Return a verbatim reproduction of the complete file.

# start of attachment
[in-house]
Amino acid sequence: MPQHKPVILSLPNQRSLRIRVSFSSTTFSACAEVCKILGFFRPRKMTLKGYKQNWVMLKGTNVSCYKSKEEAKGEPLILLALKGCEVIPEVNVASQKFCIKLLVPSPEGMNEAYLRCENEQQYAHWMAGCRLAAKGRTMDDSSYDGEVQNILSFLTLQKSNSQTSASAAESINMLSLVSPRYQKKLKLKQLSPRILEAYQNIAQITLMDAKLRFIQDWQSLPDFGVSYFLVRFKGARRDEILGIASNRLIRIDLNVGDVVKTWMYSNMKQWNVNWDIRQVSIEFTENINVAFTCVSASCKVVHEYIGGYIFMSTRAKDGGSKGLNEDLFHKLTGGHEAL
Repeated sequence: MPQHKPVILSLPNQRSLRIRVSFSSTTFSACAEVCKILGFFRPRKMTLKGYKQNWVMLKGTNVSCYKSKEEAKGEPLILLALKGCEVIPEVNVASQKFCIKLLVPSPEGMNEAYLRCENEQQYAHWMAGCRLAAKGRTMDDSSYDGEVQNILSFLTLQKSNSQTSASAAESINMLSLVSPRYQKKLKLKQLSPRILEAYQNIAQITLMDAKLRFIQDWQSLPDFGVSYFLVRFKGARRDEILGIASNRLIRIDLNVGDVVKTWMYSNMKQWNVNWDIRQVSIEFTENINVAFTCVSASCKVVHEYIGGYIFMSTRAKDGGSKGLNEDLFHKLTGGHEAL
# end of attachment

[in-house]
Amino acid sequence: MPQHKPVILSLPNQRSLRIRVSFSSTTFSACAEVCKILGFFRPRKMTLKGYKQNWVMLKGTNVSCYKSKEEAKGEPLILLALKGCEVIPEVNVASQKFCIKLLVPSPEGMNEAYLRCENEQQYAHWMAGCRLAAKGRTMDDSSYDGEVQNILSFLTLQKSNSQTSASAAESINMLSLVSPRYQKKLKLKQLSPRILEAYQNIAQITLMDAKLRFIQDWQSLPDFGVSYFLVRFKGARRDEILGIASNRLIRIDLNVGDVVKTWMYSNMKQWNVNWDIRQVSIEFTENINVAFTCVSASCKVVHEYIGGYIFMSTRAKDGGSKGLNEDLFHKLTGGHEAL
Repeated sequence: MPQHKPVILSLPNQRSLRIRVSFSSTTFSACAEVCKILGFFRPRKMTLKGYKQNWVMLKGTNVSCYKSKEEAKGEPLILLALKGCEVIPEVNVASQKFCIKLLVPSPEGMNEAYLRCENEQQYAHWMAGCRLAAKGRTMDDSSYDGEVQNILSFLTLQKSNSQTSASAAESINMLSLVSPRYQKKLKLKQLSPRILEAYQNIAQITLMDAKLRFIQDWQSLPDFGVSYFLVRFKGARRDEILGIASNRLIRIDLNVGDVVKTWMYSNMKQWNVNWDIRQVSIEFTENINVAFTCVSASCKVVHEYIGGYIFMSTRAKDGGSKGLNEDLFHKLTGGHEAL